|2013||Edwin,Thomas A. Østbye|
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“I said, ‘I think we should distribute the film in a different way, less conventional way. We will put everything in the Internet and hope our film will be lost and destroyed by the audience.”
Edwin, Director, in Filmmaker Magazine
The nation of Indonesia is actually an archipelago of more than 17,000 islands, whose inhabitants form hundreds of unique cultural and linguistic communities. From this diversity, some dream of strengthening a unified sense of Indonesian identity. This was the mission that prompted former president Suharto to create Taman Mini Indonesia Indah, an amusement park that presents the plethora of Indonesian cultures and traditions in one “miniature” and viewable whole. Built in the 1970s, the park survives to this day.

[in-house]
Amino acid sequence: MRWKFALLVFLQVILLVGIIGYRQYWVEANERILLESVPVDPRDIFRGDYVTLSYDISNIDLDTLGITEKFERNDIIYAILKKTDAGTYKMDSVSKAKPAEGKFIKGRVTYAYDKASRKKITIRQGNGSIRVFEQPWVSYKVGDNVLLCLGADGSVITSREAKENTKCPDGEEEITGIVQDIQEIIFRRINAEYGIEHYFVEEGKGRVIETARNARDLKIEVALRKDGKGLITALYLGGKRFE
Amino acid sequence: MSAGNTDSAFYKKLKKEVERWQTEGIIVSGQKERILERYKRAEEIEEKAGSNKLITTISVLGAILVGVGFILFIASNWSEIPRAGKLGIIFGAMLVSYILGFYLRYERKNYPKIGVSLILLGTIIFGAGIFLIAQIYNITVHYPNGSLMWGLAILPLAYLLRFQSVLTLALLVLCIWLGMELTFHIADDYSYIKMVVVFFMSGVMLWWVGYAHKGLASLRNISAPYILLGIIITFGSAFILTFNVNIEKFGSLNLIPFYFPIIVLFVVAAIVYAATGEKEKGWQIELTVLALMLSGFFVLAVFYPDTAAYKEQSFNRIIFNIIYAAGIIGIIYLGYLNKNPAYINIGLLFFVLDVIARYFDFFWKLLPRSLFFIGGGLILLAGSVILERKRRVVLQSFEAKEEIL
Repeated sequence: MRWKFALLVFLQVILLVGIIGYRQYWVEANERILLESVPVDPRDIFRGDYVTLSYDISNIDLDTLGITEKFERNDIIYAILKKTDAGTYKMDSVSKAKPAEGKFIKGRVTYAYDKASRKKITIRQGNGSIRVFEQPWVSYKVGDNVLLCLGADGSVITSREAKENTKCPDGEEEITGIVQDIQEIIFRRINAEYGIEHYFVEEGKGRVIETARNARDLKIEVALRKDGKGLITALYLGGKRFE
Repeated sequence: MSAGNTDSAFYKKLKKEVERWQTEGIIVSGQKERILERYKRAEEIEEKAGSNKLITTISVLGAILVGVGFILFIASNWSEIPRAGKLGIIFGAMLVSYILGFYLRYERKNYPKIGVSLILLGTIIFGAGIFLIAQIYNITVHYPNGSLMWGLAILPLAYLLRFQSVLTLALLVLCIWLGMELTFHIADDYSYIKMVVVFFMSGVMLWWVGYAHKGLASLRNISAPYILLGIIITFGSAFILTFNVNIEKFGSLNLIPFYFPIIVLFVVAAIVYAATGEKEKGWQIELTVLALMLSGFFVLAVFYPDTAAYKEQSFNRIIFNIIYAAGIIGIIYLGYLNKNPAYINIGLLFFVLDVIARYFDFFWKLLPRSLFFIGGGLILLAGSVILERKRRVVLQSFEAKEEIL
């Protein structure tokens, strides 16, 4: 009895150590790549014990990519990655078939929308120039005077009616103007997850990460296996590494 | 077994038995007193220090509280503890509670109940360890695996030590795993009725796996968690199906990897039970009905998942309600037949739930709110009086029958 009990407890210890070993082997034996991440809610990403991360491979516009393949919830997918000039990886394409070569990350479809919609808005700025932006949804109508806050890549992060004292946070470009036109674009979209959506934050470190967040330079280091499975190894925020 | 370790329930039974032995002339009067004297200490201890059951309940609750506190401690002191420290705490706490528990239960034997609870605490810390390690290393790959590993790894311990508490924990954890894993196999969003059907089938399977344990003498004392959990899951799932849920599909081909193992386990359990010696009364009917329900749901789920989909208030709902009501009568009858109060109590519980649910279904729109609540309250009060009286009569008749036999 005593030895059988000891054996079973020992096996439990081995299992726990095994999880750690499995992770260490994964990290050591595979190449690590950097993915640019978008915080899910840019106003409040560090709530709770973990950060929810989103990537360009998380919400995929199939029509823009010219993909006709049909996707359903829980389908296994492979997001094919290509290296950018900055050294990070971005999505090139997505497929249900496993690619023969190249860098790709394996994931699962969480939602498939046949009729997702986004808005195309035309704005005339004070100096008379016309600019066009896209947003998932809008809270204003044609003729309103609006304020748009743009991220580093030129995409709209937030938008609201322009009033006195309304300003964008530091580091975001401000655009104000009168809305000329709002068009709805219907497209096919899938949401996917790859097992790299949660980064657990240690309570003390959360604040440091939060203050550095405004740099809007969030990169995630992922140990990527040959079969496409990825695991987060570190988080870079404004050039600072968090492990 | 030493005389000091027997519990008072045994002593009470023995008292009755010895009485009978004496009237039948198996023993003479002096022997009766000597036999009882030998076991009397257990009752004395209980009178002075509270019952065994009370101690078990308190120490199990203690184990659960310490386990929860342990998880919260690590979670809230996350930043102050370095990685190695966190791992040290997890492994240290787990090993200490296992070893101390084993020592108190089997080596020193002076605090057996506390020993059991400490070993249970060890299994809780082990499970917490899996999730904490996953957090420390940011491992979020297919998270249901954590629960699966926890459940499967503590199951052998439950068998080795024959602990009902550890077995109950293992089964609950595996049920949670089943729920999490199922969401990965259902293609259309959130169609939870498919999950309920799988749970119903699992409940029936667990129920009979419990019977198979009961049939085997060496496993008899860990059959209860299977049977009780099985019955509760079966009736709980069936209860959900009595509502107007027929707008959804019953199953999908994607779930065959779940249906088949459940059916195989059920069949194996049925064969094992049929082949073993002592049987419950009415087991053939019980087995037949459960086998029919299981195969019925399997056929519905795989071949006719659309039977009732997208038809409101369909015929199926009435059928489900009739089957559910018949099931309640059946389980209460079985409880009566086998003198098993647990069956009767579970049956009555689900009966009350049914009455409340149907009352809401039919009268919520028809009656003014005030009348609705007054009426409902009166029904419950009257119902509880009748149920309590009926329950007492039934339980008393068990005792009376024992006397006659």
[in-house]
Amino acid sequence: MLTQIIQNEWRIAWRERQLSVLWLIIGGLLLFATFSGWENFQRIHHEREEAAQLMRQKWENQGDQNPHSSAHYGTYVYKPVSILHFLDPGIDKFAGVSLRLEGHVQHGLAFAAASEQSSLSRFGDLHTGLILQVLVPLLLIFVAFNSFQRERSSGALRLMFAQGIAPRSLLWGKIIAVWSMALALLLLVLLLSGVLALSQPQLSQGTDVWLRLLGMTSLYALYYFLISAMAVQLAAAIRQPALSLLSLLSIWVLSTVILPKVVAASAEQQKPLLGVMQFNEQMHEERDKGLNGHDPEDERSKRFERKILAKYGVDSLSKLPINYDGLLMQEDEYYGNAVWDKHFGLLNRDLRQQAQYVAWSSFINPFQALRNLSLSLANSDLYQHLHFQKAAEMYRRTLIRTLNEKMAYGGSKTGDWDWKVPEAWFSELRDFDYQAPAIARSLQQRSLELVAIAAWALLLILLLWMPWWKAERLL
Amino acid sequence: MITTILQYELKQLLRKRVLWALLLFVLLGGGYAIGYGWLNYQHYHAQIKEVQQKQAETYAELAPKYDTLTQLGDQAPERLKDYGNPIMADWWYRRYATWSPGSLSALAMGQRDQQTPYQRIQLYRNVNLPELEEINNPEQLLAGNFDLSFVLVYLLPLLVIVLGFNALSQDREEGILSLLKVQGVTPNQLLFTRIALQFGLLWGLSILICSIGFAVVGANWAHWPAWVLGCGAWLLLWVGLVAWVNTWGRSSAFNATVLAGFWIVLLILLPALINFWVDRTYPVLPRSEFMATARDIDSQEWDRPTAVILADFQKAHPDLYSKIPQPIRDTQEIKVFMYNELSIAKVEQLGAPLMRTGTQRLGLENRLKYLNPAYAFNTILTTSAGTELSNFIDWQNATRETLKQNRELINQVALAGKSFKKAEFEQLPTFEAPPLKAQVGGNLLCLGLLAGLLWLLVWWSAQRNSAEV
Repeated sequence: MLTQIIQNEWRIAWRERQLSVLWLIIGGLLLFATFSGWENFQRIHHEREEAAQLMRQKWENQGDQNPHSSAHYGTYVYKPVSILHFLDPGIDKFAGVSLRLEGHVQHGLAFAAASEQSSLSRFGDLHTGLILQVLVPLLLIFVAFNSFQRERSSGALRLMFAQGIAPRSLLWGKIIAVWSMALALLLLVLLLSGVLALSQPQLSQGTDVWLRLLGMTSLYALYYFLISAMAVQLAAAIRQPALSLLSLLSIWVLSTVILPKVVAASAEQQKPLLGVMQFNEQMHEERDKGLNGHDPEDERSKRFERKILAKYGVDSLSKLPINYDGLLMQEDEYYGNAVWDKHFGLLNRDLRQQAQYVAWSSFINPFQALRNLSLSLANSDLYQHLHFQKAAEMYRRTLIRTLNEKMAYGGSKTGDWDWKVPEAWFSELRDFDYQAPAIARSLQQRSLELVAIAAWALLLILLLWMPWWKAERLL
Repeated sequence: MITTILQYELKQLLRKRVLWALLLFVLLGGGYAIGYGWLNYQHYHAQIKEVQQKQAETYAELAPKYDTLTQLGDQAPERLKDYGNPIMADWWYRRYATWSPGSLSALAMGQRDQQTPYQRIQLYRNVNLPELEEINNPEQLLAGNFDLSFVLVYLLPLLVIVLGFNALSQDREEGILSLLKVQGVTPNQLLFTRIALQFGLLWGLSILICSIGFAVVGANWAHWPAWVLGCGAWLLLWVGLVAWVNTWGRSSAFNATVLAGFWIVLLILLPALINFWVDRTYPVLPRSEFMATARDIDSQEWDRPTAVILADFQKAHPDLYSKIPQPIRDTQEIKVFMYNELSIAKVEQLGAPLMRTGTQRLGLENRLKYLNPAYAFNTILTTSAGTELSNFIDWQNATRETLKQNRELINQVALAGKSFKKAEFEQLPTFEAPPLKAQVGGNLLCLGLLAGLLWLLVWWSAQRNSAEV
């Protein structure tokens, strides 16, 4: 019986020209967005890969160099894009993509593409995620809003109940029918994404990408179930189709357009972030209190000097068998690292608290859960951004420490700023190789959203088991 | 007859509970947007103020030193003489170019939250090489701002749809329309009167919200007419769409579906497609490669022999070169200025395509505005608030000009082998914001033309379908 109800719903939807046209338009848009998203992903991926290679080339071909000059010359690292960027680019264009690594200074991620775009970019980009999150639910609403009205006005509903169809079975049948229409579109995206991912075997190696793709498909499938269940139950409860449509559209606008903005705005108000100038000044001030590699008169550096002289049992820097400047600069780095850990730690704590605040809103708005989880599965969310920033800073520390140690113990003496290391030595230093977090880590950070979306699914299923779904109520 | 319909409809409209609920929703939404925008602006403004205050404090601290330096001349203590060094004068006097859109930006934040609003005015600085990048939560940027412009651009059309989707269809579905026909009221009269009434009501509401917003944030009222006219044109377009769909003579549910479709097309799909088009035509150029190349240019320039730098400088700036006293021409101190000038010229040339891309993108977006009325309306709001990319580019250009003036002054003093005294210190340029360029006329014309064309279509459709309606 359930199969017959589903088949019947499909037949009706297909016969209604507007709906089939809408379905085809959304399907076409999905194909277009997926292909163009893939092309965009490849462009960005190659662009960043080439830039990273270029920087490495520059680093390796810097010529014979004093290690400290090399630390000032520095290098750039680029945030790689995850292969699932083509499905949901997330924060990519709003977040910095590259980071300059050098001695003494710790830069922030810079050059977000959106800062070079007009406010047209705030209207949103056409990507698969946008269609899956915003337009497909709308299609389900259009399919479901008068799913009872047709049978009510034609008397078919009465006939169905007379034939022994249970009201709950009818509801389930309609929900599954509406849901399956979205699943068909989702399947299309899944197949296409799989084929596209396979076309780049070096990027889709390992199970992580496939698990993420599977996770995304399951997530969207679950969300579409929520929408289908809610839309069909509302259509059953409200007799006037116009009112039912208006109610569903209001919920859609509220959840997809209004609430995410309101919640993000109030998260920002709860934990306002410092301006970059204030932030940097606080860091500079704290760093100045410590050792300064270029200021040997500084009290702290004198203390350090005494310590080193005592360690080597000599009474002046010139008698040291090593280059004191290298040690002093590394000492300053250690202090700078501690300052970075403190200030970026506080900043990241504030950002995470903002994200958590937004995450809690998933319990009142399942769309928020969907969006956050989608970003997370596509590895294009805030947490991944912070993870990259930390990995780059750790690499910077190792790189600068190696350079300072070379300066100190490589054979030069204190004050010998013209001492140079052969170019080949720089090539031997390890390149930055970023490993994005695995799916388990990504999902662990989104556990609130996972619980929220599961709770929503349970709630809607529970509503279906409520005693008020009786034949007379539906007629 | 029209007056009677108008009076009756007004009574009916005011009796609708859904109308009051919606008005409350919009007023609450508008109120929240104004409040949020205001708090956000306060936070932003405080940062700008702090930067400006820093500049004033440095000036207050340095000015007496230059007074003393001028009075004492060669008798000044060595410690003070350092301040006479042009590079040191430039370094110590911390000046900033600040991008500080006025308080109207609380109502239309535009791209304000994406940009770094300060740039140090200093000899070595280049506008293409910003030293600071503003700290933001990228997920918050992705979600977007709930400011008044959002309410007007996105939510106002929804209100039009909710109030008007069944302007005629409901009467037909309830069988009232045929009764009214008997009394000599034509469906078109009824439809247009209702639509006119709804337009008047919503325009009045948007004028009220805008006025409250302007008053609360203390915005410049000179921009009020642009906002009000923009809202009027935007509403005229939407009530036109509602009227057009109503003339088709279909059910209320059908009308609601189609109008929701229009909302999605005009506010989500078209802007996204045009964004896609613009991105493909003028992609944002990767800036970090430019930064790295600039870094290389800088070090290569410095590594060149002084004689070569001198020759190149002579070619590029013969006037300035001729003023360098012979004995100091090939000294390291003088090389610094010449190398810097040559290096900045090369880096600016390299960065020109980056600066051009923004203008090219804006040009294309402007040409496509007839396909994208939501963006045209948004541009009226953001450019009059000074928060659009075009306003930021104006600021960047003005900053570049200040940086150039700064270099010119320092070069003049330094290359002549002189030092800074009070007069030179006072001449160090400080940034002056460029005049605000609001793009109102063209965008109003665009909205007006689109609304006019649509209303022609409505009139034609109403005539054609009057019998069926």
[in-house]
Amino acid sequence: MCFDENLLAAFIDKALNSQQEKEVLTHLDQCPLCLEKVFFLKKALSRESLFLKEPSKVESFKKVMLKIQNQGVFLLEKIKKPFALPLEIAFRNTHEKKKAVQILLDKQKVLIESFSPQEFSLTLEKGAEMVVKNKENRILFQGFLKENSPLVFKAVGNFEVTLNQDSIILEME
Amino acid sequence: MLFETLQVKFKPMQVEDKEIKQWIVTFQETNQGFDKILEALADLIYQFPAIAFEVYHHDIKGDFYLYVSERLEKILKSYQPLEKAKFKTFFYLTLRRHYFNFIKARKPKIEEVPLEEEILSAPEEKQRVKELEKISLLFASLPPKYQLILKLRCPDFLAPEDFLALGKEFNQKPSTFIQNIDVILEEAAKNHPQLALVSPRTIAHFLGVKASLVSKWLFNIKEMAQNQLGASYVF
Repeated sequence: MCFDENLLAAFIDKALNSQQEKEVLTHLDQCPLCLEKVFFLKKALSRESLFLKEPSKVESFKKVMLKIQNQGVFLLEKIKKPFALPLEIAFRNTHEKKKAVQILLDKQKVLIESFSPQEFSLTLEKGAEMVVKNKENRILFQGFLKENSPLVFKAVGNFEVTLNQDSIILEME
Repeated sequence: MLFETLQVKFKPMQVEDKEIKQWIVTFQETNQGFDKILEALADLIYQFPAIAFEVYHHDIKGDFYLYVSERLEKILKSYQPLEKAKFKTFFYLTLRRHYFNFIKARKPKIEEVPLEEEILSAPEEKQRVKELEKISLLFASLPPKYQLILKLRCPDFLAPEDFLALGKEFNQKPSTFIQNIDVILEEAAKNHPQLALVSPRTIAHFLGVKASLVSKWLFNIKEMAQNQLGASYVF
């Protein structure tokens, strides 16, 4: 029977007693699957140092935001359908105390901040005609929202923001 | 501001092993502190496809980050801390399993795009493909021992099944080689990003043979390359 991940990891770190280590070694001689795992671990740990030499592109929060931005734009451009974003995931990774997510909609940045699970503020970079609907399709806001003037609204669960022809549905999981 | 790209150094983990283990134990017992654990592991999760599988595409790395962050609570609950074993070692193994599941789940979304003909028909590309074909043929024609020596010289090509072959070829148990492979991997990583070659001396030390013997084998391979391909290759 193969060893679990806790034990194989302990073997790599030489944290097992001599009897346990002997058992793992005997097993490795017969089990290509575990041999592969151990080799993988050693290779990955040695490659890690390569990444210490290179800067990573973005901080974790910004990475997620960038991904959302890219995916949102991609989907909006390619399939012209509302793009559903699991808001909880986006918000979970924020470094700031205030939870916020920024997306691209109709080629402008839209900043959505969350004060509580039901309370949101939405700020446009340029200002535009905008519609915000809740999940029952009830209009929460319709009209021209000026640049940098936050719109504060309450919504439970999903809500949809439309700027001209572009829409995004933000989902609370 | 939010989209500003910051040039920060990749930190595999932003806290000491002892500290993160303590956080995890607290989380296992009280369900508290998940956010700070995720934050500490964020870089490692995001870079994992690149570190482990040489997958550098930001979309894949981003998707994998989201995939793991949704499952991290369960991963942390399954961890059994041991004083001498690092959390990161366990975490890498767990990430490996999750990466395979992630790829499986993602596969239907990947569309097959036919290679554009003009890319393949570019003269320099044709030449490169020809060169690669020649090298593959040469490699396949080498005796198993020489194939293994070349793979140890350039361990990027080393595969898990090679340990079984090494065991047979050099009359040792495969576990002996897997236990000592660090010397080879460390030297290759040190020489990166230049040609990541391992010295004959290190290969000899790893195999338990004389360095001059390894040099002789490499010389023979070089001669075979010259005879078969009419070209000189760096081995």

Struck by the strange tackiness of this aging amusement park, filmmakers Thomas Østbye and Edwin decided to create a documentary film that recorded and deconstructed Suharto’s nationalist vision of Indonesia. But while filming, they realized that a linear film was too cohesive, too singular a story to do justice to what they were seeing—that Indonesia couldn’t be captured in one instance, but was a collection of many cultures and many points of view.
To that end, 17000 Islands was born, an interactive site in which users collaboratively deconstruct the original film by Østbye and Edwin into their own unique version. Clips of the film are assembled in a map interface representing the island nation, and users drag and drop clips into the geography, dismantling the film and creating their own as they build up their own version of these 17,000 Islands. Users can share what they’ve created and view others. The project is a testament to the ability of interactive documentary to reflect in its form the very issues that are at stake in nonfiction storytelling.